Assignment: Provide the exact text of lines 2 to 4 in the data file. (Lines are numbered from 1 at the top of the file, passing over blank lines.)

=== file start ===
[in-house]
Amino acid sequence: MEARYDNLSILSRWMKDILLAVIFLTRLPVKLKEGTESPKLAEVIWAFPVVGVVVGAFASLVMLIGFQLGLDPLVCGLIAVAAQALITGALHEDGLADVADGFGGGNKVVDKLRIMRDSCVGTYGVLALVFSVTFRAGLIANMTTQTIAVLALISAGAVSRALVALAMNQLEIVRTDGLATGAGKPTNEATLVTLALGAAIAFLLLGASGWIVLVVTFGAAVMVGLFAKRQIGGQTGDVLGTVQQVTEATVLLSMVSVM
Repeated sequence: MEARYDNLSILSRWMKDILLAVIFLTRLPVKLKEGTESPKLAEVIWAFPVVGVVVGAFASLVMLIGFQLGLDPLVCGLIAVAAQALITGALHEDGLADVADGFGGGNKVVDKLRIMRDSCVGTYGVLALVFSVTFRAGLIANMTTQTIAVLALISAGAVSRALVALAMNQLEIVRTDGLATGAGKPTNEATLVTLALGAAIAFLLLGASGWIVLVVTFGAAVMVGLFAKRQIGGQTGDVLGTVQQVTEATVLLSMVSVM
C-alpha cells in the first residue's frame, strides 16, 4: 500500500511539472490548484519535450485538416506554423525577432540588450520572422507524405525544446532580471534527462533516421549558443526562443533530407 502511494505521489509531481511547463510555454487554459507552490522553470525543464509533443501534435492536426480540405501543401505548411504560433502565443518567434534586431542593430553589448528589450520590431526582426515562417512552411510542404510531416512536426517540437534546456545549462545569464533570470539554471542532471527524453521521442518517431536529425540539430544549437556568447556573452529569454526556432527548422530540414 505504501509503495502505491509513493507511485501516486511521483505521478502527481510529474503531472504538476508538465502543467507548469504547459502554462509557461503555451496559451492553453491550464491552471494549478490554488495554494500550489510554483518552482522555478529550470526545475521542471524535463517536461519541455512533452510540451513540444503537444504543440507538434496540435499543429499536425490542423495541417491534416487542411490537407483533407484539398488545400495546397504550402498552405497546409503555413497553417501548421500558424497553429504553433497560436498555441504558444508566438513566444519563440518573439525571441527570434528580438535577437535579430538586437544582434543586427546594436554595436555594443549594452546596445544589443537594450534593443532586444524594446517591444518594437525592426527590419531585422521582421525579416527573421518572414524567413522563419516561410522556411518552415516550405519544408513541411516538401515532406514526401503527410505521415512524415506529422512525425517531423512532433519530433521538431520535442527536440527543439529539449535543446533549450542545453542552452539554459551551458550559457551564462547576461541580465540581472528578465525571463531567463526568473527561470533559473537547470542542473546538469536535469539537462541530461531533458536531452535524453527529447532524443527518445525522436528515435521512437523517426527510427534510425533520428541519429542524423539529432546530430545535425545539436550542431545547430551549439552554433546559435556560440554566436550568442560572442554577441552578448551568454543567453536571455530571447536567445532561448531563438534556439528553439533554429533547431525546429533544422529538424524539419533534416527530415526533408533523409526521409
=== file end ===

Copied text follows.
Amino acid sequence: MEARYDNLSILSRWMKDILLAVIFLTRLPVKLKEGTESPKLAEVIWAFPVVGVVVGAFASLVMLIGFQLGLDPLVCGLIAVAAQALITGALHEDGLADVADGFGGGNKVVDKLRIMRDSCVGTYGVLALVFSVTFRAGLIANMTTQTIAVLALISAGAVSRALVALAMNQLEIVRTDGLATGAGKPTNEATLVTLALGAAIAFLLLGASGWIVLVVTFGAAVMVGLFAKRQIGGQTGDVLGTVQQVTEATVLLSMVSVM
Repeated sequence: MEARYDNLSILSRWMKDILLAVIFLTRLPVKLKEGTESPKLAEVIWAFPVVGVVVGAFASLVMLIGFQLGLDPLVCGLIAVAAQALITGALHEDGLADVADGFGGGNKVVDKLRIMRDSCVGTYGVLALVFSVTFRAGLIANMTTQTIAVLALISAGAVSRALVALAMNQLEIVRTDGLATGAGKPTNEATLVTLALGAAIAFLLLGASGWIVLVVTFGAAVMVGLFAKRQIGGQTGDVLGTVQQVTEATVLLSMVSVM
C-alpha cells in the first residue's frame, strides 16, 4: 500500500511539472490548484519535450485538416506554423525577432540588450520572422507524405525544446532580471534527462533516421549558443526562443533530407 502511494505521489509531481511547463510555454487554459507552490522553470525543464509533443501534435492536426480540405501543401505548411504560433502565443518567434534586431542593430553589448528589450520590431526582426515562417512552411510542404510531416512536426517540437534546456545549462545569464533570470539554471542532471527524453521521442518517431536529425540539430544549437556568447556573452529569454526556432527548422530540414 505504501509503495502505491509513493507511485501516486511521483505521478502527481510529474503531472504538476508538465502543467507548469504547459502554462509557461503555451496559451492553453491550464491552471494549478490554488495554494500550489510554483518552482522555478529550470526545475521542471524535463517536461519541455512533452510540451513540444503537444504543440507538434496540435499543429499536425490542423495541417491534416487542411490537407483533407484539398488545400495546397504550402498552405497546409503555413497553417501548421500558424497553429504553433497560436498555441504558444508566438513566444519563440518573439525571441527570434528580438535577437535579430538586437544582434543586427546594436554595436555594443549594452546596445544589443537594450534593443532586444524594446517591444518594437525592426527590419531585422521582421525579416527573421518572414524567413522563419516561410522556411518552415516550405519544408513541411516538401515532406514526401503527410505521415512524415506529422512525425517531423512532433519530433521538431520535442527536440527543439529539449535543446533549450542545453542552452539554459551551458550559457551564462547576461541580465540581472528578465525571463531567463526568473527561470533559473537547470542542473546538469536535469539537462541530461531533458536531452535524453527529447532524443527518445525522436528515435521512437523517426527510427534510425533520428541519429542524423539529432546530430545535425545539436550542431545547430551549439552554433546559435556560440554566436550568442560572442554577441552578448551568454543567453536571455530571447536567445532561448531563438534556439528553439533554429533547431525546429533544422529538424524539419533534416527530415526533408533523409526521409